Richard Wilkinson and Kate Pickett’s book ‘The Spirit Level‘ is formidable. Their empirical evidence shows that greater levels of income inequality in economically advanced countries leads to worse health outcomes for all parts of that society. The clear evidence they present convinces me that economic growth can only take the wellbeing of a society so far; what matters subsequently is fairness and greater income equality.
Since Thatcher, neo-liberalism has gained both the intellectual and the political highground. Neo-liberalism is not simply a shift towards the political right, but an ideology that has changed the terms of political thought and policies for all parts of the mainstream political spectrum.
But the political currency leo-liberalism it has dealt it has changed for both the left and the right. Under a centre-left government in Britain, welfare has increasingly become conditional, rather than something that everyone is entitled to should they be unfortunate enough to fall on hard times. Meanwhile, political discourse on both the left and right has hardened: “Broken Britain”, the “Respect Agenda”, the “hunting down” of benefits cheats.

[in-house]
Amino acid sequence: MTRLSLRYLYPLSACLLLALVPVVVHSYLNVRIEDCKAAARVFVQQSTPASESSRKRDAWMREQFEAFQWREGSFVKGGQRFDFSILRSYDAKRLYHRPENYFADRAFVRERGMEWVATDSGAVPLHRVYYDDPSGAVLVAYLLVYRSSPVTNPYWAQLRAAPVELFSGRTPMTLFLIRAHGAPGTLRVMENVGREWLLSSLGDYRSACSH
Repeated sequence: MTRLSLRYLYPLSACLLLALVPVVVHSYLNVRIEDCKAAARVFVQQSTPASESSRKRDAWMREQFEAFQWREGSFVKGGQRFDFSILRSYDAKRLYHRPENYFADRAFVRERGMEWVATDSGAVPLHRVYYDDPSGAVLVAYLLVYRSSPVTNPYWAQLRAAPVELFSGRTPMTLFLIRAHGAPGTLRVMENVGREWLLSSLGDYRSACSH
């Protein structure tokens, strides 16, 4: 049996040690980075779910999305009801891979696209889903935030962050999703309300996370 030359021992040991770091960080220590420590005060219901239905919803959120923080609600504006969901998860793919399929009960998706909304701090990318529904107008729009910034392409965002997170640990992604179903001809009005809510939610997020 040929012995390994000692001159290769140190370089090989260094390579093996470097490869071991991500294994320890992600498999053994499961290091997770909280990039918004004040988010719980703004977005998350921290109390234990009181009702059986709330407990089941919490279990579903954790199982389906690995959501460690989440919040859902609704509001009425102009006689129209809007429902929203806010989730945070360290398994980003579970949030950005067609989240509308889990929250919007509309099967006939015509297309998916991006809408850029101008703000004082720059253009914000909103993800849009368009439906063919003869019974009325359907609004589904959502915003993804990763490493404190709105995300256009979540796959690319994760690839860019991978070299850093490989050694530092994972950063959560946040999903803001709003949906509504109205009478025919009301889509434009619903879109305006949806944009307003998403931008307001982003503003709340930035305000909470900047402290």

This is the political environment ‘The Spirit Level’ is up against. However, there is no explicit attempt by Wilkinson and Pickett to change the political currency that it deals in: The book says, for instance:
“to say that a change in ideology can affect income distribution is not at all the same as saying that it can also affect all the health and social problems we have discussed”.
Wilkinson and Pickett’s political argument compared to the evidence base they have created is therefore rather impotent. They don’t seem interested in challenging the neo-liberal political status quo, and seem to be appealing to poltical elites on their terms, willing to work within existing modes of political thought rather than challenging them.
They and other academics in their field might think it crazy, utopian, and messianic to attempt to articulate a coherent argument about how to shift away from neo-liberalism rather than working within in its bounds. But with the collapse of free market capitalism and the impending global environmental problems, I don’t: a fundamental political shift in valuing environmental and social wellbeing over wealth and economic wellbeing is needed now.
Wilkinson and Pickett want us to change the first principles that society is based on and they present convincing evidence for why this needs to happen. Their political argument, however, doesn’t go far enough – the change that is needed in our political values system won’t come from their thesis.